In his series Animal Farm, Miami-based Colombian artist Federico Uribe creates beautiful animal sculptures using the most ordinary, everyday objects, including everything from thousands of shoes, champagne corks, coloured pencils and shoe laces.
Born in Bogota, Uribe's artwork resists classification. Rooted in the craft of sculpture and paint, it rises from intertwining everyday objects in all possible and surprising ways, but still with a formal reference to the history and tradition of classical art.
Uribe studied art at the University of Los Andes in Bogota and in 1988 left for New York to study a Master of Fine Arts degree under the supervision of Luis Camnitzer. It was the beginning of a journey that included years of studies and work in Cuba, Mexico, Russia, England and finally Miami.
Initially his formation began as a painter with sensual and brooding canvases influenced by his dark reflections on the Catholic sense of pain, guilt and sexuality. In 1996, abandoning his paintbrushes and attracted by the usually neglected beauty of simple objects in daily use, he began to observe them with care, collect them, set them side by side and combine them. They became unusual instruments of a new aesthetic, full of colour, irony and lively playfulness.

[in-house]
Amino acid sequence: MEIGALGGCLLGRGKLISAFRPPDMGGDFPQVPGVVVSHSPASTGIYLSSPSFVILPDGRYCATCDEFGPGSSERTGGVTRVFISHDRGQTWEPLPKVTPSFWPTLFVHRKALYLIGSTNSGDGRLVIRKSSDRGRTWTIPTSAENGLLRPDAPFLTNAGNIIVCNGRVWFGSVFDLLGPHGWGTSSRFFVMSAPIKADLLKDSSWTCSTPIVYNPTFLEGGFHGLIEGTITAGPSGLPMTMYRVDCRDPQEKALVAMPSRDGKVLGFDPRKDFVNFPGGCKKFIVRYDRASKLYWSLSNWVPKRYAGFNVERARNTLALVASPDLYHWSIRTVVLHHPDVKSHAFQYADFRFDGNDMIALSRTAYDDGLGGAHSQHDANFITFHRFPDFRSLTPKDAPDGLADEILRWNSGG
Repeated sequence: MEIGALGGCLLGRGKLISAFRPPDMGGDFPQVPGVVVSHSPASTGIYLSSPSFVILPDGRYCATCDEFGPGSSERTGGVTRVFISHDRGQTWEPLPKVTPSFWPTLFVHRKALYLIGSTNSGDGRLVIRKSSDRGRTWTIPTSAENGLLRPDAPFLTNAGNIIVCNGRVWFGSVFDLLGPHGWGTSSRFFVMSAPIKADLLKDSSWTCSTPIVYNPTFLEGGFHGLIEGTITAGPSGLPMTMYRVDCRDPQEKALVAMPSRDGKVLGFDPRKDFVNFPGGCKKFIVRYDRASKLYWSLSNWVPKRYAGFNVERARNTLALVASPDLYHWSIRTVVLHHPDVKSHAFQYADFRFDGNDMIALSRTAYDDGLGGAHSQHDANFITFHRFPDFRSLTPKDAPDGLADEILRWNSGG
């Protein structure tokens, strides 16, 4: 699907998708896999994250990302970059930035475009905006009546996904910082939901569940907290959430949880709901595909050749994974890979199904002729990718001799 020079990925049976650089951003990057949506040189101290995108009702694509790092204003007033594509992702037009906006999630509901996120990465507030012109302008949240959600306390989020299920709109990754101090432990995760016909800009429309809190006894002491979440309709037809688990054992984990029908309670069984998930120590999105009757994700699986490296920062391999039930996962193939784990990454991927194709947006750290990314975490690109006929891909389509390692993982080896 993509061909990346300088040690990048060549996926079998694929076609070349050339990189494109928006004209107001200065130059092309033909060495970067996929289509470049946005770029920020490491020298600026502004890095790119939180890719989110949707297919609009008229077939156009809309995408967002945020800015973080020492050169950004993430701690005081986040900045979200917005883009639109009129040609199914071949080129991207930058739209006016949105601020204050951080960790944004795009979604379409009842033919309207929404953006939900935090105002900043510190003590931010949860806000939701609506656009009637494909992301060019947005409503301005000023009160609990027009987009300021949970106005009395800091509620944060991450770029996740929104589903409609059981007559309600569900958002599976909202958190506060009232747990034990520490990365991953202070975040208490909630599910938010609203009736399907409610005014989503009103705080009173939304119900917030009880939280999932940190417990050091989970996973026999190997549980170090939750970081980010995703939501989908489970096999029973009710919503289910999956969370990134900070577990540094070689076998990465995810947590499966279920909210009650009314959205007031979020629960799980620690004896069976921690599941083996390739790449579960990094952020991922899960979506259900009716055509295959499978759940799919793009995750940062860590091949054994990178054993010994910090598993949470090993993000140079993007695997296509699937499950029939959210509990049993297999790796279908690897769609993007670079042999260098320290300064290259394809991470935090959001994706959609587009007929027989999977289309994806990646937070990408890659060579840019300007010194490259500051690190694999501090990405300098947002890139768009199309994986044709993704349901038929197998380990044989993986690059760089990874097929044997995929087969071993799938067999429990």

Uribe creates sculptures which are not sculpted but constructed and weaved, in curious and unpredictable, repetitive and almost compulsive ways. They follow the classical canons of figurative and abstract art, but the result is absolutely whimsical, yet contains enormous efficacy and communicability. When observed up close, his artworks reveal various kinds of interpretations; they invite us to touch them, to discover the detail and connection between one element and another. When viewed from further away, they offer volumes, forms, textures and colour. Distance, proximity and perception are key factors in the interconnection between Uribe’s work and its viewers.
To discover more visit www.federicouribe.com.